PCI complications: new or enlarging thrombus

Jump to navigation Jump to search

Percutaneous coronary intervention Microchapters


Patient Information


Risk Stratification and Benefits of PCI

Preparation of the Patient for PCI

Equipment Used During PCI

Pharmacotherapy to Support PCI

Vascular Closure Devices

Recommendations for Perioperative Management–Timing of Elective Noncardiac Surgery in Patients Treated With PCI and DAPT

Post-PCI Management

Risk Reduction After PCI

Post-PCI follow up

Hybrid coronary revascularization

PCI approaches

PCI Complications

Factors Associated with Complications
Vessel Perforation
Distal Embolization
Coronary Vasospasm
Abrupt Closure
Access Site Complications
Peri-procedure Bleeding
Renal Failure
Late Acquired Stent Malapposition
Loss of Side Branch
Multiple Complications

PCI in Specific Patients

Cardiogenic Shock
Left Main Coronary Artery Disease
Refractory Ventricular Arrhythmia
Severely Depressed Ventricular Function
Sole Remaining Conduit
Unprotected Left Main Patient
Adjuncts for High Risk PCI

PCI in Specific Lesion Types

Classification of the Lesion
The Calcified Lesion
The Ostial Lesion
The Angulated or Tortuous Lesion
The Bifurcation Lesion
The Long Lesion
The Bridge Lesion
The Chronic Total Occlusion
The Left Internal Mammary Artery
Multivessel Disease
Distal Anastomotic Lesions
Left Main Intervention
The Thrombotic Lesion

PCI complications: new or enlarging thrombus On the Web

Most recent articles

Most cited articles

Review articles

CME Programs

Powerpoint slides


American Roentgen Ray Society Images of PCI complications: new or enlarging thrombus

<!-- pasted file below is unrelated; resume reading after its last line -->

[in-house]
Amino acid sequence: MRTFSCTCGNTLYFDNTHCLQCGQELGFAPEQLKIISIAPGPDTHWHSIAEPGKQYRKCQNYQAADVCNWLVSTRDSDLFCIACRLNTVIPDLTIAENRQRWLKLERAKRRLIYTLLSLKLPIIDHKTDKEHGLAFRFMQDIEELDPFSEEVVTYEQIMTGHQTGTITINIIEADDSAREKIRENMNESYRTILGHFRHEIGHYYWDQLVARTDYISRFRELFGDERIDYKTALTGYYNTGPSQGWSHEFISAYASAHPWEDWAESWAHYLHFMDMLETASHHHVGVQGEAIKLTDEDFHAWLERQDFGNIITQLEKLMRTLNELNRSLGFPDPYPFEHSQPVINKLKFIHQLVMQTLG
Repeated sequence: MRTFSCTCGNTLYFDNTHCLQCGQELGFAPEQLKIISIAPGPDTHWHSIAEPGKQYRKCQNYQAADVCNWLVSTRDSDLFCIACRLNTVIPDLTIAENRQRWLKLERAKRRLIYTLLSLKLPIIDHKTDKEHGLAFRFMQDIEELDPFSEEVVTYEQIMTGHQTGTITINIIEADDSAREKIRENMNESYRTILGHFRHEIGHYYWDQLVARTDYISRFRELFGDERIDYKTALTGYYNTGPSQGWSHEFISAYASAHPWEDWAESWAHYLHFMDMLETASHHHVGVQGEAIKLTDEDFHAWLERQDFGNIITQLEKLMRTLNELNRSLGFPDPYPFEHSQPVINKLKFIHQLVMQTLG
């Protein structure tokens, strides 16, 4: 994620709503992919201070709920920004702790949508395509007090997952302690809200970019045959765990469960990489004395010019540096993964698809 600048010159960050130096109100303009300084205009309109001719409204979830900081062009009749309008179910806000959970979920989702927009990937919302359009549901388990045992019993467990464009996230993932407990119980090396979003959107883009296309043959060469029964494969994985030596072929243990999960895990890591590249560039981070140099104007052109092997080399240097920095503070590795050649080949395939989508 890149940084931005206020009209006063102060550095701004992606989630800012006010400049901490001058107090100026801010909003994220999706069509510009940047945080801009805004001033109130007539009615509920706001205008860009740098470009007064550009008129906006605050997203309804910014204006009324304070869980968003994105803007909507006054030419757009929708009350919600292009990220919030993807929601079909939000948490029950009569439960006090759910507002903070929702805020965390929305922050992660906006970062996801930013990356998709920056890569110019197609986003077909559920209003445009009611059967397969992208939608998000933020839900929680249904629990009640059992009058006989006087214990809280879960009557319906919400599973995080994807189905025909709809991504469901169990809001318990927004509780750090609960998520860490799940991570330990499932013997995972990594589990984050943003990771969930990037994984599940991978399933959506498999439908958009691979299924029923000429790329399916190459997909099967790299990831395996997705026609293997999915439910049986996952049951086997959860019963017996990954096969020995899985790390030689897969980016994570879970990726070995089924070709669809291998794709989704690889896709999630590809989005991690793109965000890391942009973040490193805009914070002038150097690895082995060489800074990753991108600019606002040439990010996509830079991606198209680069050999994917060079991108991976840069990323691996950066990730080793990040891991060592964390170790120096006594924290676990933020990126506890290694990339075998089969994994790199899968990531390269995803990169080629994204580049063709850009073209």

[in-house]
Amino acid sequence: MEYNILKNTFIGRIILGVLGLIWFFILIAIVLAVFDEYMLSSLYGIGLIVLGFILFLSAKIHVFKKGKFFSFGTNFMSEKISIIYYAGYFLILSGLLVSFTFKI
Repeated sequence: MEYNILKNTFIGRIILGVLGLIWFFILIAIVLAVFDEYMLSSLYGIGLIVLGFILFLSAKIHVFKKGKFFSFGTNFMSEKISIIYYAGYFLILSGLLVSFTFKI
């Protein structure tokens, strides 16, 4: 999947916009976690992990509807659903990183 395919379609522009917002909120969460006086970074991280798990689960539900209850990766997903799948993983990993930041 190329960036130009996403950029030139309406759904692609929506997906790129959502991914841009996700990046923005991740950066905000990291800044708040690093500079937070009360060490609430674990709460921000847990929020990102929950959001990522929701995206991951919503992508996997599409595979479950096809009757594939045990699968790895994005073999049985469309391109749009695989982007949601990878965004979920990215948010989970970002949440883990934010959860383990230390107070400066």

All Images
Echo & Ultrasound
CT Images

Ongoing Trials at Clinical Trials.gov

US National Guidelines Clearinghouse

NICE Guidance

FDA on PCI complications: new or enlarging thrombus

CDC on PCI complications: new or enlarging thrombus

PCI complications: new or enlarging thrombus in the news

Blogs on PCI complications: new or enlarging thrombus

Directions to Hospitals Treating Percutaneous coronary intervention

Risk calculators and risk factors for PCI complications: new or enlarging thrombus

Editor-In-Chief: C. Michael Gibson, M.S., M.D. [1]; Associate Editor(s)-in-Chief: Madeleine Cochet, B.S.


A new or enlarging thrombus is defined as:
1. The appearance of thrombus grade ≥2 during a PCI procedure that was not present at baseline;
2. A qualitative increase of baseline thrombus during a PCI procedure;
3. Presence of thrombus at baseline that improves during a PCI procedure only to worsen later:

Baseline During Procedure Final
Thrombus Grade Grade ≥5 Grade ≤2 Grade ≥4

For example, a thrombus of grade 5 is present at baseline. During the PCI procedure, the thrombus grade improves to 2 however at the end of the procedure, the thrombus grade worsens to 4. This example will qualify as a “New or Enlarging Thrombus”.